Earlier this year, ATF rule 41F was entered into the Federal Register, which significantly changes the transfer of items regulated by the National Firearms Act (NFA) and, perhaps most importantly, several things regarding suppressors.

Rule 41F, which will take effect July 13, is determined to shake things up, but it’s not all bad news. In fact, one of the most significant changes to celebrate with the new rule is the removal of the Chief Law Enforcement Officer (CLEO) sign-off on NFA applications. Previously, applicants for NFA items (suppressors, short-barreled rifles, fully automatic firearms, etc.) were required to obtain a certification from a CLEO. This, many gun owners and advocates argued, allowed officials to arbitrarily deny Americans from owning NFA items.

Now, the new rule only mandates applicants to notify CLEO’s instead.

“For the first time in 82 years, local law enforcement will no longer have de facto veto power over any NFA applications,” said Knox Williams, President and Executive Director of the American Suppressor Association. “While their inclusion in the process made sense in 1934, before background checks, or even computers existed, the removal of this antiquated measure from the NFA process is a major victory for the suppressor and NFA communities.”

Rule 41F is not all rainbows and cherries, however; it does include several frustrating changes that could impact you. For example, the ATF itself estimates that NFA wait times could double once the rule change goes into effect. This is due mostly to the rule change around fingerprinting for trusts and corporations. Yes, two fingerprint cards, as well as a passport photo of each person listed on a trust, are going to be required going forward after July 13, 2016 each time you want to purchase a NFA item under the Trust.

You can still get around this slowdown if you buy a silencer under an NFA Trust before July 13, 2016. All pending applications submitted before the rule change will be grandfathered under current rules. So if you want to do it the easy way, I suggest you buy a $129 SilencerCo Easy Trust and begin the purchasing process now. The ATF processes thousands of suppressor orders under the SilencerCo Easy Trust monthly and, because of this, orders seem to process faster than those using larger/custom trust documents. Click here for the Easy Trust.

Are trusts no longer relevant after July 13th? No, trusts are still advantageous for a number of legal reasons even after 41F goes into effect. They include:

  • People listed on a trust can be in possession of the items listed in the trust, otherwise it’s against the law
  • May help protect against future regulatory restrictions
  • Provides clear lines of inheritance for all the items on the trust

Are you new to suppressors and not sure which one to get? Or perhaps you want a suppressor to fit all your firearms? The hottest suppressor on the market that is interchangeable from 9mm all the way up to .45-70 GOV is the SilencerCo Hybrid. You can watch it in action below or learn more here.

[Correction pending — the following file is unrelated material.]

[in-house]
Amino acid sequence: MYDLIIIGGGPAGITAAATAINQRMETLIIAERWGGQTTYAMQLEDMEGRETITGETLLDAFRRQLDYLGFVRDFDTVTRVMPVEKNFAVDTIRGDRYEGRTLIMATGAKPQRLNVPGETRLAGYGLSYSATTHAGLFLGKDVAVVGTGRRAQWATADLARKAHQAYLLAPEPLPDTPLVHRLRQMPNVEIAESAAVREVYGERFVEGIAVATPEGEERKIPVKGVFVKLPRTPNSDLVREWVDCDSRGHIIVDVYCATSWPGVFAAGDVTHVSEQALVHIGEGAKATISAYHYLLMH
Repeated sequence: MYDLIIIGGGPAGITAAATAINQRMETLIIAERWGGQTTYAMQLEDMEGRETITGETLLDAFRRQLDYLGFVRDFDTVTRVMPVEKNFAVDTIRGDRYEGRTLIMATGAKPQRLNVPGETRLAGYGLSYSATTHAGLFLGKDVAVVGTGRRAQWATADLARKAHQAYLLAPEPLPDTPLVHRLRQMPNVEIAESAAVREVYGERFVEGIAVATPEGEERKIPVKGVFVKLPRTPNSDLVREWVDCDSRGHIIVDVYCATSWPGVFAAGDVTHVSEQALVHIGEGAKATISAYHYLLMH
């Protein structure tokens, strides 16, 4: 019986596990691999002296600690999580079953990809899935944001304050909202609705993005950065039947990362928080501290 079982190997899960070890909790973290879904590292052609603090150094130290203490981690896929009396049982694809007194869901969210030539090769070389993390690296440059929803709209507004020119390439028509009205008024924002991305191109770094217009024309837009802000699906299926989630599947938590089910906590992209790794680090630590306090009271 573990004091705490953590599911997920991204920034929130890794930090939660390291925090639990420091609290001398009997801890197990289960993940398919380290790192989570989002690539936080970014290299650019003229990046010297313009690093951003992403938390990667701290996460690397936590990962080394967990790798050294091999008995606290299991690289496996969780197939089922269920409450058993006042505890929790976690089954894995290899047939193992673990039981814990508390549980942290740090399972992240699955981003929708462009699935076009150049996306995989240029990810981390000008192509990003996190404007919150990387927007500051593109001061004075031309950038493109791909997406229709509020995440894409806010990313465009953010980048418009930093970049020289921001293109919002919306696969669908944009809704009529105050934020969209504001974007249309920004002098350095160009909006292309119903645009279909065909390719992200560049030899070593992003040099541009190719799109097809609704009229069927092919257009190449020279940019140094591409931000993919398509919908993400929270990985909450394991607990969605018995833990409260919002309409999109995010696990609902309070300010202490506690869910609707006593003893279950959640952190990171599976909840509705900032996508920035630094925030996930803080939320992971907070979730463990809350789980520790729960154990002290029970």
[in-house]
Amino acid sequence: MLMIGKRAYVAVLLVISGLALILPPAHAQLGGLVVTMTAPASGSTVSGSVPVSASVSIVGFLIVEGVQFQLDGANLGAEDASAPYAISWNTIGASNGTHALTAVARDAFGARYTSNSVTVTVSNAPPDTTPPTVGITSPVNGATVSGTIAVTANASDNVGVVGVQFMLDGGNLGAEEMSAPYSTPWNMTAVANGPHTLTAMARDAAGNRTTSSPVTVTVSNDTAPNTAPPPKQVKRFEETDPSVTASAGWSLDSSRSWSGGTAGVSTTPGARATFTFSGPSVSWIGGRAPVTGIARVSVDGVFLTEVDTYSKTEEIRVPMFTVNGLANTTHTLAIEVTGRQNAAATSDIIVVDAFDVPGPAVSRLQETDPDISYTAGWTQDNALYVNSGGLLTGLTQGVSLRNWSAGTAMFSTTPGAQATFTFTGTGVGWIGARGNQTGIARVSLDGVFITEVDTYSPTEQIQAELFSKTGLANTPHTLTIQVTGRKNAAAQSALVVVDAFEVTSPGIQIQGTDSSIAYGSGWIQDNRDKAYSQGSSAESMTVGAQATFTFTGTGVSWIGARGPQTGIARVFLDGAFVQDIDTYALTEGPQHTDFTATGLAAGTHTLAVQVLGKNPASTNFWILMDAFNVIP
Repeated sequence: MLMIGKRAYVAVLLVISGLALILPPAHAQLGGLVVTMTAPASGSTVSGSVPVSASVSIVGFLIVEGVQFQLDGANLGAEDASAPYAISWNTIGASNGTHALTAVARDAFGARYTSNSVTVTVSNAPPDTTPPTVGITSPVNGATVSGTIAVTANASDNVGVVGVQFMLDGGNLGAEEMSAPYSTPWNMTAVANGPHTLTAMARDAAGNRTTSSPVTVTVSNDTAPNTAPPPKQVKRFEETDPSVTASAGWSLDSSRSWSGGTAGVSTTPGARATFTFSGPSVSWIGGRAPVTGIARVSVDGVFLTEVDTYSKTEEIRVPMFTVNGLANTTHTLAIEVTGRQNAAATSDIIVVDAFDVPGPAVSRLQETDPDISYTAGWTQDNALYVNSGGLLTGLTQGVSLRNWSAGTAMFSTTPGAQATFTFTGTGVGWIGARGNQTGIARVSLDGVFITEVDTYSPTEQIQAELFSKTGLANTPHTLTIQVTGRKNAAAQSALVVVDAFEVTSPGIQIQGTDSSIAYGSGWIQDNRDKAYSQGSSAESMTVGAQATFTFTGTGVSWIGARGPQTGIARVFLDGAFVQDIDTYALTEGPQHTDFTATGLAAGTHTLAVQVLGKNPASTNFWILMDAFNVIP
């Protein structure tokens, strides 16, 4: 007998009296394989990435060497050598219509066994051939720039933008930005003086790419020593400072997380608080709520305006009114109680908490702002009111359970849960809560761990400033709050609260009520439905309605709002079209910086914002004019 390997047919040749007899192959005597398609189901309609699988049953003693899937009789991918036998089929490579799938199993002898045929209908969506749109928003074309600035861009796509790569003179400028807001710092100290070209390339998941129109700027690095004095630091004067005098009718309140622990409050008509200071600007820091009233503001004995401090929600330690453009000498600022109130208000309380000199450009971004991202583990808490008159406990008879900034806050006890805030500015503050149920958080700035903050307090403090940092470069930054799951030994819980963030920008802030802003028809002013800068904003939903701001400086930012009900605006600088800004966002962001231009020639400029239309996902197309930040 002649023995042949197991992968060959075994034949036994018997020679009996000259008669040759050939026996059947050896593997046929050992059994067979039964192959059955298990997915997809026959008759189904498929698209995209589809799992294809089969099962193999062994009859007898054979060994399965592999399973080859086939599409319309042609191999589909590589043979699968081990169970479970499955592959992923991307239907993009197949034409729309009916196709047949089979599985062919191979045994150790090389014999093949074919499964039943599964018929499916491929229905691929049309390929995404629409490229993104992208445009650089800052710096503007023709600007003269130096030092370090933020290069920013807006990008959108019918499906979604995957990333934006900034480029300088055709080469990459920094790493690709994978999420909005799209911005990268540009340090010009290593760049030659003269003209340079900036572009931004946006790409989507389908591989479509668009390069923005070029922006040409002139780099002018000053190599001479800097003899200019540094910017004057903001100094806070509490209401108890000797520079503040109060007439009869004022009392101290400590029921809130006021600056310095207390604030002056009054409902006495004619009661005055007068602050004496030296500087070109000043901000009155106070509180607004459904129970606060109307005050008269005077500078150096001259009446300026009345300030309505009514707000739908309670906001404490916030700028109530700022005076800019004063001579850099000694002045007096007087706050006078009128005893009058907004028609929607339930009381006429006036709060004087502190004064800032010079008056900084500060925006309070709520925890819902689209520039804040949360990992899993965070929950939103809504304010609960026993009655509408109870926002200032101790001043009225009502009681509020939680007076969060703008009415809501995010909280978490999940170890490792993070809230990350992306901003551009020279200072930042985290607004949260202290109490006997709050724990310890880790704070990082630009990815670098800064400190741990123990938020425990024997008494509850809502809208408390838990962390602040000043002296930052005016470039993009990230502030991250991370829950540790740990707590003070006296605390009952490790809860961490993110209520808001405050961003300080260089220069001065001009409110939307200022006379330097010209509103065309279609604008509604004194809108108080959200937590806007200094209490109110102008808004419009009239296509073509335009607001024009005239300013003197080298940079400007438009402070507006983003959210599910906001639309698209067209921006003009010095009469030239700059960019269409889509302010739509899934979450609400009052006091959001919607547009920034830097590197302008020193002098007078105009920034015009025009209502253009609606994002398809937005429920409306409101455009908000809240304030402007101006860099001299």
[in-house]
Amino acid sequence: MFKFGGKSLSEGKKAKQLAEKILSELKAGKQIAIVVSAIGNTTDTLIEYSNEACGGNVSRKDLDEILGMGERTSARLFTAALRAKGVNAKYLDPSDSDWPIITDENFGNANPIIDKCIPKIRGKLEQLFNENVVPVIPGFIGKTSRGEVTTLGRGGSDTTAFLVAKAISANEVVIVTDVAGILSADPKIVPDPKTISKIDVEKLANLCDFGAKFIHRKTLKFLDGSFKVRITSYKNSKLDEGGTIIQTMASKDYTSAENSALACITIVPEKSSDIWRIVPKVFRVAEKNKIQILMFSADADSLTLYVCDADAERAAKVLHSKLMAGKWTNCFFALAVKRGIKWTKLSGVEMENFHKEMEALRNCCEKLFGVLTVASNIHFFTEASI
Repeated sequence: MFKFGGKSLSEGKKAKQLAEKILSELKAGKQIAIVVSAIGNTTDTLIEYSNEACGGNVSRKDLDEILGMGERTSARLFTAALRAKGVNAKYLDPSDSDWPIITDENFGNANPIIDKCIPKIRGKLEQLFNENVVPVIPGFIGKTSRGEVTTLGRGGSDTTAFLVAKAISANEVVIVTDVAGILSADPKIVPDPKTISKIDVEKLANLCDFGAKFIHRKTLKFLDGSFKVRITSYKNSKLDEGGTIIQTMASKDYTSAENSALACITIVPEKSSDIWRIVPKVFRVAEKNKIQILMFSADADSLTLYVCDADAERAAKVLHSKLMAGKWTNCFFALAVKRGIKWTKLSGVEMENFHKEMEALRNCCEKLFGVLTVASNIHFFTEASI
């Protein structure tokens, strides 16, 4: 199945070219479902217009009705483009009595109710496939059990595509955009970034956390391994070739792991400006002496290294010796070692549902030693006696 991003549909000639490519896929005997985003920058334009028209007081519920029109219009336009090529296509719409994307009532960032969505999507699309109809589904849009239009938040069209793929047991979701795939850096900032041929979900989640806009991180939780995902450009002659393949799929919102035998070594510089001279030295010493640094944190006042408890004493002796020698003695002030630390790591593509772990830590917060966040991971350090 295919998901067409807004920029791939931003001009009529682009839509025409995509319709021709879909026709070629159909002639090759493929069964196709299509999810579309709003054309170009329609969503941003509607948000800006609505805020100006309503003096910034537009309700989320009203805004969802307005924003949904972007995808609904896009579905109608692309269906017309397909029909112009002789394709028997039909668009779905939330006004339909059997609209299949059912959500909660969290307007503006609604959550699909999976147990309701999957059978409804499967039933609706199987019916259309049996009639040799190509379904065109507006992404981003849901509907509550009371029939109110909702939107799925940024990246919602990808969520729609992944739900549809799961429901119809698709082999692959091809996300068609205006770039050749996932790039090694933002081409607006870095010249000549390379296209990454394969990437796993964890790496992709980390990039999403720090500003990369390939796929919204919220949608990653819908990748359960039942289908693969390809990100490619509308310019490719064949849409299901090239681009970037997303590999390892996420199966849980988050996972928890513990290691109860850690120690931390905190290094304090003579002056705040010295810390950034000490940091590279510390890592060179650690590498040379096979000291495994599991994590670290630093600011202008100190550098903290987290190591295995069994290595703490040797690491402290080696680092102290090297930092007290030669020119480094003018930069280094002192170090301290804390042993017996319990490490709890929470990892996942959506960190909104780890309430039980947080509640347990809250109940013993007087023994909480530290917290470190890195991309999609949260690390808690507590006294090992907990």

Image from the American Suppressor Association

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21 thoughts on “New ATF Rule on Suppressors: Why Buy Now

  1. When I was twelve I built a quote , silencer ,unquote . I don’t remember where I got directions (fifty years ago ) ,probably the public library . Somewhere in my mind I knew it was illegal but I was twelve and silencers ,in movies always worked , and made a small pfft sound . I got one muffled shot with my .22 ,after that it got louder . As a result ,I decided the whole idea was a waste of time and another Hollywood movie myth . I wish now that silencers had been legal ,perhaps even a requirement . I could live forever without learning what tinnitus is like or making ” what did you say ? ” a regular part of conversation . It is past due ,to remove this law from the books entirely ! It belongs in the trash bin with the prohibition laws that ended up funding organised crime into the third largest American industry of the twentieth century .

    1. I agree, Snug. Our family had a cabin in the woods in the 60s and 70s, and my Dad taught us how to shot a single shot .22 rifle and shotguns. No one used hearing protection back then. My brother and I both have hearing loss and I have tinnitus. I have hearing aids at age 55 too. I think the 44 Magnum pistol I had in the 80s was the worst though. Now, I have to wear hearing protection all the time, when using a lawn mower, circular saw or any loud device. Only wish we had taken more precautions way back. A 12 gauge shotgun, for example, is extremely loud.

  2. Why a silencer,neither one of you will hear the bullet, the one who shoots, or the one shot at. Just another kids toy, useless as teats on a boar hog.

    1. Hearing protection.
      Not upsetting every “neighbor” within 2 miles.
      Not scaring every animal within 2 miles; i.e. getting a shot at another coyote…..

  3. Wish the cost would come down. With paying for threading the muzzle(if not already), a Good suppressor, and the Feds taking their hefty cut, it gets expensive. Then again, so are hearing aids.

  4. ATF is a tyrant organization. They go against all that are stated in our founding documents. Theses tyrants simply regulate for funds.

  5. Hey ! I learned a lot from the analysis ! Does anyone know where my business could grab a sample ATF 5310.12 example to complete ?

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